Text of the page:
I found this a little frustrating, because I really liked the idea of positioning-based combat. I loved the way Grandia and Grandia II implemented it, and also the way it was done in Panzer Dragoon Saga. Those games made positioning and attack shapes and ranges important, and throughout the entire length of the game, not just the beginning. They also give you the tools to change your positioning to find more advantageous positions. In Chrono Trigger, the game tells you it is important but doesn't give you the tools to really capitalize and thus never really follows through on the promise.

All that said, combat is still mostly a fun affair, with some minor strategy, but never too stressful, and few combats fall into the trap of being puzzle combats to the extent that Final Fantasy combats sometimes did. Yes, you do sometimes have to identify which part of a multi-part boss you should really be attacking to take out the whole thing, and yes, sometimes an enemy will be strong against, or even absorb, magic or physical attacks. But that's all pretty standard stuff. Nothing too far afield. Honestly, only the bosses that go overboard with attacks that halve your HP or drop you to 1 HP are ever much of a challenge, assuming you've not been avoiding fights. People have told me you don't have to grind in this game, but you kind of do. It's just a different kind of grinding. Instead of going back into areas to farm enemies for XP or gold, you just have to make sure you don't avoid the battles you can see on the screen. Unless you want a challenge. If you want to be challenged, try avoiding battles. So I guess you can get what you want out of the game in terms of difficulty.

One really standout quality of the game is the way it handles endings. There are a number of different endings, only some of which you can see on your first pass through the game. You have a number of opportunities to take on the last boss early, though, in truth, it's highly unlikely you'd survive. But even once you hit the end-game, you can choose to go straight to the last boss or do a ton of optional content. Going straight to the last boss would be a challenge, but not impossible, and a lot of the optional content is not sign-posted, so if you're not exploring you could miss it altogether. And those factors all affect the ending you get. And as long as you do the really obvious and important optional content prior to beating the game, you unlock New Game+, which lets you start over with your cool stuff, and opens up new opportunities to beat the game early, opening new endings. It also gives you a chance to catch some of those side quests you might have missed first time through (even though I think those character moments should have just been part of the game, not optional). I'm not the type to replay an RPG, but I must admit that I am tempted to see how it does when you're a powerhouse and there's some new chances to mess with the game's story and endings.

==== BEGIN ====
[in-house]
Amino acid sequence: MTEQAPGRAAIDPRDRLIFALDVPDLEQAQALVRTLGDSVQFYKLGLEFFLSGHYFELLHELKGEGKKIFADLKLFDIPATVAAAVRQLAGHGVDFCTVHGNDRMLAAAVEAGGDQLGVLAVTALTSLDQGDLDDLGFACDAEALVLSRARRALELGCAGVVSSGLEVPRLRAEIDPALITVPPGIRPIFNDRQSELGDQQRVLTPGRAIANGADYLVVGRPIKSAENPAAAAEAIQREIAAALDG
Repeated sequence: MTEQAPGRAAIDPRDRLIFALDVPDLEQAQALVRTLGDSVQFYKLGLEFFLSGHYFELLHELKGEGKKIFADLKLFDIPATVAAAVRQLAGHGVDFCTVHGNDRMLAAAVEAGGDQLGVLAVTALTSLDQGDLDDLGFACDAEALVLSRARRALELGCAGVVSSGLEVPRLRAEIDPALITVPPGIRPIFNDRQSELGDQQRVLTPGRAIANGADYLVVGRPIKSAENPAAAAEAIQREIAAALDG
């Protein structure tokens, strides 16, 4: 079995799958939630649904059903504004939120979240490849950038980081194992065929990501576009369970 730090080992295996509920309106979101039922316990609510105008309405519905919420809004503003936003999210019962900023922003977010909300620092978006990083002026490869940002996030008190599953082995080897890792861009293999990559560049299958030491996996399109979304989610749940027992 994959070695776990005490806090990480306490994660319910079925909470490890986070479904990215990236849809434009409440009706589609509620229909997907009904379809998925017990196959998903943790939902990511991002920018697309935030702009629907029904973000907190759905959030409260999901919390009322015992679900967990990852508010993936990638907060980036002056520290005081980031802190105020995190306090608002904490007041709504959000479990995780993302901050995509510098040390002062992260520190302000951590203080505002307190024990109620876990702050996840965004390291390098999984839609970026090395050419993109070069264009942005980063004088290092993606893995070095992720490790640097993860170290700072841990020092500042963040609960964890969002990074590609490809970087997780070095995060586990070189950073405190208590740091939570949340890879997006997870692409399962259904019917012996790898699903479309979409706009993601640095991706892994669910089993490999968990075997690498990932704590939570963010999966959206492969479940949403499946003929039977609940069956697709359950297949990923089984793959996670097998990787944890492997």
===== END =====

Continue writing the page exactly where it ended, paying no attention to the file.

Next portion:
Ultimately, Chrono Trigger is an auditory and visual feast that does some neat things, but ends up feeling a quite a bit incomplete. There are all these signs that the creators were playing with big ideas and straining against limitations but had to make some massive compromises. Chrono Trigger is a good game, even a great one, and I know why people hold it up as a masterpiece. But coming to the game so far after it was originally released, it's hard for me to really put it in context. I've played games that do all the elements this one did much better and more completely. And while I appreciate that the game was doing so much with the SNES hardware and trying to be all these different things, the game can, at times, feel scattered as a result. The first 2/3 of the game end up feeling quite different in some ways from the latter 1/3. Ideas and mechanics introduced early in the game are dropped or not fully capitalized upon, and new mechanics are introduced later which, rather than working with earlier mechanics and ideas, end up supplanting them. And yet, despite my complaints, I did enjoy the game, especially in that latter 1/3 where I was doing side quests and learning more about the characters, at least up until the last dungeon. Chrono Trigger is, despite its problems, a high achiever and deserves a good grade. I'm really glad I finally got to play it and actually beat it. I'm not going to call it the best RPG ever, or even the best RPG of the 16-bit era, but I will call it highly recommended.
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Re: Games Beaten 2018

Post by Sarge »